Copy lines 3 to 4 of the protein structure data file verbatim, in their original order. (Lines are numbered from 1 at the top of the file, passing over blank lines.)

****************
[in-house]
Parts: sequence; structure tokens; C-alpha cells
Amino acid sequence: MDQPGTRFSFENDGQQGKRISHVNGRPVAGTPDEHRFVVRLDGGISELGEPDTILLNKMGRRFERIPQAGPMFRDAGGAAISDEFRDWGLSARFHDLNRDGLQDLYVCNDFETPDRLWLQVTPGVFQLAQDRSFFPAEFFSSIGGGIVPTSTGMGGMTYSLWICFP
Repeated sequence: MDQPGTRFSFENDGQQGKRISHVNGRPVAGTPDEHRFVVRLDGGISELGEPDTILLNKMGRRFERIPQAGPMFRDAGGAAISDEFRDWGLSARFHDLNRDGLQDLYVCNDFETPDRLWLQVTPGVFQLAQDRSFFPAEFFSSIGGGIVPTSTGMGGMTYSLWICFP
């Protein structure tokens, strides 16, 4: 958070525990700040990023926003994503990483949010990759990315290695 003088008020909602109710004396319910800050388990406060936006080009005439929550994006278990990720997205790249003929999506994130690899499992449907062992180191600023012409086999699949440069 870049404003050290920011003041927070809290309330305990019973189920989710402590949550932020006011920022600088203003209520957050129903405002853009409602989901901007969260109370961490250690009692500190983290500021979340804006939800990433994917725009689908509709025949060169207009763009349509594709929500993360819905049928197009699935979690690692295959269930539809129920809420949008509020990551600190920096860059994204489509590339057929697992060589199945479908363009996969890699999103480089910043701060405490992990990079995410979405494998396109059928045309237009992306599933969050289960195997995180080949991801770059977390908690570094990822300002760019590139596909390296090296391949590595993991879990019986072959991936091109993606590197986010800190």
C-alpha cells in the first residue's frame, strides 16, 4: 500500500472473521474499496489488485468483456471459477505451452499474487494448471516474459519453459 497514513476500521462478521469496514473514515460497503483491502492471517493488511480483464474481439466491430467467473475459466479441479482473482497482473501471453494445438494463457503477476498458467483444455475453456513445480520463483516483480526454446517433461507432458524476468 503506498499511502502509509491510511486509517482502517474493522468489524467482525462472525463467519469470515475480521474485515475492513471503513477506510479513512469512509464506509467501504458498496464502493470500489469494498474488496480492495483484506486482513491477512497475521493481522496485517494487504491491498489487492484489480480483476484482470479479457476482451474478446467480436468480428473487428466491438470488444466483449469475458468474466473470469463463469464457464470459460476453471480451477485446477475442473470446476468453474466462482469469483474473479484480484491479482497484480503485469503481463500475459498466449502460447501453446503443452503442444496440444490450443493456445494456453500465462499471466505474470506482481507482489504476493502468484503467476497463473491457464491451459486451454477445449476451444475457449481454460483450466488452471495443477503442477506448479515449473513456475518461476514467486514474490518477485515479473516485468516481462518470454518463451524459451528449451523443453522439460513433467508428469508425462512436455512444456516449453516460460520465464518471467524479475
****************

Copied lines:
Amino acid sequence: MDQPGTRFSFENDGQQGKRISHVNGRPVAGTPDEHRFVVRLDGGISELGEPDTILLNKMGRRFERIPQAGPMFRDAGGAAISDEFRDWGLSARFHDLNRDGLQDLYVCNDFETPDRLWLQVTPGVFQLAQDRSFFPAEFFSSIGGGIVPTSTGMGGMTYSLWICFP
Repeated sequence: MDQPGTRFSFENDGQQGKRISHVNGRPVAGTPDEHRFVVRLDGGISELGEPDTILLNKMGRRFERIPQAGPMFRDAGGAAISDEFRDWGLSARFHDLNRDGLQDLYVCNDFETPDRLWLQVTPGVFQLAQDRSFFPAEFFSSIGGGIVPTSTGMGGMTYSLWICFP